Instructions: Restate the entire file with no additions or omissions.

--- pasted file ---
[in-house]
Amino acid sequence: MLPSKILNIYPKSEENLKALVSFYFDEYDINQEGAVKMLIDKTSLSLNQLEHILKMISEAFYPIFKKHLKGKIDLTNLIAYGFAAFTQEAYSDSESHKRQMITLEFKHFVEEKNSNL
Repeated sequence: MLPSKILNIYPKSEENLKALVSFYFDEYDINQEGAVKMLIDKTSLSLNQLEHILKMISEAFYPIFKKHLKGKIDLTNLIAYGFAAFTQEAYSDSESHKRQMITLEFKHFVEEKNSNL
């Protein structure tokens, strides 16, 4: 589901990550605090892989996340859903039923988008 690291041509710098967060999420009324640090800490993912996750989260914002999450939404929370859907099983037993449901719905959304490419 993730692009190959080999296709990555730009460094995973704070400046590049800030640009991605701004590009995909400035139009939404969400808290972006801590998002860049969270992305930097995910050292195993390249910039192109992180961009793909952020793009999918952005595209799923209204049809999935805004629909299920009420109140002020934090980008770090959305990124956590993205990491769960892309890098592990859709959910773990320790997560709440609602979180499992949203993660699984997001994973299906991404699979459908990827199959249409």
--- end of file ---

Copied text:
[in-house]
Amino acid sequence: MLPSKILNIYPKSEENLKALVSFYFDEYDINQEGAVKMLIDKTSLSLNQLEHILKMISEAFYPIFKKHLKGKIDLTNLIAYGFAAFTQEAYSDSESHKRQMITLEFKHFVEEKNSNL
Repeated sequence: MLPSKILNIYPKSEENLKALVSFYFDEYDINQEGAVKMLIDKTSLSLNQLEHILKMISEAFYPIFKKHLKGKIDLTNLIAYGFAAFTQEAYSDSESHKRQMITLEFKHFVEEKNSNL
């Protein structure tokens, strides 16, 4: 589901990550605090892989996340859903039923988008 690291041509710098967060999420009324640090800490993912996750989260914002999450939404929370859907099983037993449901719905959304490419 993730692009190959080999296709990555730009460094995973704070400046590049800030640009991605701004590009995909400035139009939404969400808290972006801590998002860049969270992305930097995910050292195993390249910039192109992180961009793909952020793009999918952005595209799923209204049809999935805004629909299920009420109140002020934090980008770090959305990124956590993205990491769960892309890098592990859709959910773990320790997560709440609602979180499992949203993660699984997001994973299906991404699979459908990827199959249409």